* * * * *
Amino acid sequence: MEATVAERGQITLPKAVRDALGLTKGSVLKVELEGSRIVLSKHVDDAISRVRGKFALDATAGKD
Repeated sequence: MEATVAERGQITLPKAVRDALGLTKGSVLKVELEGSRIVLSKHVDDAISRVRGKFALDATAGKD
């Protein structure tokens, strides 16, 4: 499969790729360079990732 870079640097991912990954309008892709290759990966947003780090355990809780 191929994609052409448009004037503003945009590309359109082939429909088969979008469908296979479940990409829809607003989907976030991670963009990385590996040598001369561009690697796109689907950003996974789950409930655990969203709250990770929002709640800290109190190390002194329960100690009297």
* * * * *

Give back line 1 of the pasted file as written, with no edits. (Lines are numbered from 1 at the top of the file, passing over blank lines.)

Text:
Amino acid sequence: MEATVAERGQITLPKAVRDALGLTKGSVLKVELEGSRIVLSKHVDDAISRVRGKFALDATAGKD